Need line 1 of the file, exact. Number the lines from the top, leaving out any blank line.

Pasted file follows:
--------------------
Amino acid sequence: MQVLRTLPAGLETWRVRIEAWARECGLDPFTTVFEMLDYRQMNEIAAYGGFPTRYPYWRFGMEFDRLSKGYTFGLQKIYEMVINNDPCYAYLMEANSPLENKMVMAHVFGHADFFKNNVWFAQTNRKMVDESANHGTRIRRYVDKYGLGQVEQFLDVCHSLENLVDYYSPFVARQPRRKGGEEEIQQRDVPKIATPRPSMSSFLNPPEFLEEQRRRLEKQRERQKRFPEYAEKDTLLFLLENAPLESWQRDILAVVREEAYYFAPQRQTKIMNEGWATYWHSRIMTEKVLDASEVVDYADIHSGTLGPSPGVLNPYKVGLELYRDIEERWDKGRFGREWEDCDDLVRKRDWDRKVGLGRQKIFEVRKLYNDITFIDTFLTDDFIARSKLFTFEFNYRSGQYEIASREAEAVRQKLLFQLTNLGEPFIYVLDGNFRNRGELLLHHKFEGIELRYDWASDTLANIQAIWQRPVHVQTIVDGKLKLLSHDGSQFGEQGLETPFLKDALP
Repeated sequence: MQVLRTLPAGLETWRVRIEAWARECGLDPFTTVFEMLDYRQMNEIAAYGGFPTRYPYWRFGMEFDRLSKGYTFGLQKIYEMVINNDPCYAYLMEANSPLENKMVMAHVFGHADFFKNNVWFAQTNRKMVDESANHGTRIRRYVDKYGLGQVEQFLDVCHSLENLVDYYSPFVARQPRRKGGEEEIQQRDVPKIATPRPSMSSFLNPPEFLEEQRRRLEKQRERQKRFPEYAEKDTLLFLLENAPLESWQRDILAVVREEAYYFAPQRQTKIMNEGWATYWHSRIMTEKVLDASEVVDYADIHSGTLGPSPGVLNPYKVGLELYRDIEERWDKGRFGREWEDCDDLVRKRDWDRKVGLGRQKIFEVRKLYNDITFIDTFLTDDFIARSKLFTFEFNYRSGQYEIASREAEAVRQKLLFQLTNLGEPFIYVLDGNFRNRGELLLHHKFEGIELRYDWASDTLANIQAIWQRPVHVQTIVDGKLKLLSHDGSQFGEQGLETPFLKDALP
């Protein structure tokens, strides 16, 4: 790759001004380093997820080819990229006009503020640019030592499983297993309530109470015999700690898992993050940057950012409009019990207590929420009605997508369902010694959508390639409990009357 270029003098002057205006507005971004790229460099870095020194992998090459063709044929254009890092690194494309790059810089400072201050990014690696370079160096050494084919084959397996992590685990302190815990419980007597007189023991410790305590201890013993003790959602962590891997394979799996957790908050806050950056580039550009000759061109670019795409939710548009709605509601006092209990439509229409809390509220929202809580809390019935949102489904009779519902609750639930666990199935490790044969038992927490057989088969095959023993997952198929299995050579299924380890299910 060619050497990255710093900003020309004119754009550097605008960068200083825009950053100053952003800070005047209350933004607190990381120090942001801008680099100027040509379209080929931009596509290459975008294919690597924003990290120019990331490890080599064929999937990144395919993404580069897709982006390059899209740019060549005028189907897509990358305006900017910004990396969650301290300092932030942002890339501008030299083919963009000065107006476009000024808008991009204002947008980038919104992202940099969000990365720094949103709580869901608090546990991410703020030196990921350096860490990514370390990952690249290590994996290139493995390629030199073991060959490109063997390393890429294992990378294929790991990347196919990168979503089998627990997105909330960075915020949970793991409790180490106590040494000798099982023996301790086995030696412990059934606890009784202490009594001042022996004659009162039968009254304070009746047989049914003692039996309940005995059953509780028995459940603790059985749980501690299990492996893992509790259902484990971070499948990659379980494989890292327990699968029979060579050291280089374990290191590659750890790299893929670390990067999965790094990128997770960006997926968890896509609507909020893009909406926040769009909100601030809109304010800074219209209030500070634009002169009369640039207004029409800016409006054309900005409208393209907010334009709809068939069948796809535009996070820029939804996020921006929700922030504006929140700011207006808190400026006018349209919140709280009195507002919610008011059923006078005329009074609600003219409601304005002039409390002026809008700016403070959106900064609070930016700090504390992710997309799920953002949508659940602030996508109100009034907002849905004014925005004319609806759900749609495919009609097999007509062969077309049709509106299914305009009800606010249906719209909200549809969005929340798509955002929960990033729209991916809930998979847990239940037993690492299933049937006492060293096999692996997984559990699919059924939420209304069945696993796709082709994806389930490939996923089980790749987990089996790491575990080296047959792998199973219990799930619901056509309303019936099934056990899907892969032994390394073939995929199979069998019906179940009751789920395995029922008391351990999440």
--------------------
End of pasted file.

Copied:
Amino acid sequence: MQVLRTLPAGLETWRVRIEAWARECGLDPFTTVFEMLDYRQMNEIAAYGGFPTRYPYWRFGMEFDRLSKGYTFGLQKIYEMVINNDPCYAYLMEANSPLENKMVMAHVFGHADFFKNNVWFAQTNRKMVDESANHGTRIRRYVDKYGLGQVEQFLDVCHSLENLVDYYSPFVARQPRRKGGEEEIQQRDVPKIATPRPSMSSFLNPPEFLEEQRRRLEKQRERQKRFPEYAEKDTLLFLLENAPLESWQRDILAVVREEAYYFAPQRQTKIMNEGWATYWHSRIMTEKVLDASEVVDYADIHSGTLGPSPGVLNPYKVGLELYRDIEERWDKGRFGREWEDCDDLVRKRDWDRKVGLGRQKIFEVRKLYNDITFIDTFLTDDFIARSKLFTFEFNYRSGQYEIASREAEAVRQKLLFQLTNLGEPFIYVLDGNFRNRGELLLHHKFEGIELRYDWASDTLANIQAIWQRPVHVQTIVDGKLKLLSHDGSQFGEQGLETPFLKDALP